Though Philippine President Benigno Aquino III was only sworn in on July 1, concerns are already voiced in some quarters over the potential impact of administration’s planned austerity measures on the transport sector.
These measures will likely rule out the kind of big-ticket transport infrastructure projects cited by supporters of the outgoing president, Gloria Macapagal-Arroyo, as some of her administration’s major achievements.
Showcase projects included the Strong Republic Nautical Highway, an integrated network of ports that links towns and communities on many islands by road and roll-on roll-off ferries. The Ports Authority also spent more than $345m on its cargo and passenger handling facilities during Arroyo’s tenure, while one of her last acts as president was the inauguration of a project at Ubay Port on Bohol Island in the southern Philippines.
With transport being such a high-profile portfolio under his predecessor, Aquino had to pay close attention to his choice for the position. Saying he wanted to avoid the corruption allegations that have tainted past transport projects, Aquino pledged in June to appoint candidates who would combat entrenched interests at the Department of Transportation and Communications (DOTC) and the Department of Public Works and Highways (DPWH).
“There are candidates at the DOTC, DPWH,” he said. “However, I would like a combination of a visionary and technocrat, and young and old people in this government because you are after idealism.”
Local media had speculated that Aquino would offer the transport secretary post to Jejomar Binay, the winner of the vice-presidential race ahead of Aquino’s running mate, Senator Manuel Roxas II. However, Aquino’s officials quickly played down reports that were likely fueled by the vice-president’s camp.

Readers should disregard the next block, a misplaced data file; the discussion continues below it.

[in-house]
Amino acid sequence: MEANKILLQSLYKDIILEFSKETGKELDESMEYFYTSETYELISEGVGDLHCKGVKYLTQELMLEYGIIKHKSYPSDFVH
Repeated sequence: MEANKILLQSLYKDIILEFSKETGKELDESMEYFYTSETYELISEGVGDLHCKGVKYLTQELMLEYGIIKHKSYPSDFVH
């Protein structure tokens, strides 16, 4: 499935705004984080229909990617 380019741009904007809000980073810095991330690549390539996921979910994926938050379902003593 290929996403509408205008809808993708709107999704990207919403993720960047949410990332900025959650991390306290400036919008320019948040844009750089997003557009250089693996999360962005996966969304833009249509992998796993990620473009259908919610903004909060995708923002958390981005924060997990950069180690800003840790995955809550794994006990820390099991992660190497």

It was Jose de Jesus, public works secretary during the presidency of Cory Aquino – the new president’s late mother – who was instead given the position. Rogelio Singson, CEO of the utilities firm Maynilad Water Services, was named as DPWH secretary.
Confirming De Jesus as transport secretary, Aquino described him as one of the hardest working members in his mother’s cabinet, “a work-driven individual who will oversee the transformation of the DOTC”.
Soon after being sworn in, De Jesus said that while modernisation of transport facilities was a priority, he would take time to assess the department’s situation and the state of on-going projects.
“During the first month, I need to know what’s going on. What’s in line? Who are the people behind this agency? I want to know everything going on at the DOTC so after that I can begin working on a road map,” he told the Business Mirror on June 30.
The size and scope of De Jesus’ road map will likely be limited by a wide-reaching review of all state expenditure and existing projects that Aquino has ordered
Florencio Abad, budget secretary, told media in June that the new administration plans to narrow the $6.4bn budget deficit projected by Arroyo’s financial experts, as part of a wider review of the former government’s fiscal goals and economic targets. He added that despite a freeze on spending for most portfolios, education and health would receive additional funding.
Though the impact of the government’s austerity measures is as yet unclear, the Arroyo administration’s track record of large infrastructure projects means that both the public and the opposition will likely keep a close eye on their significance for the transport sector.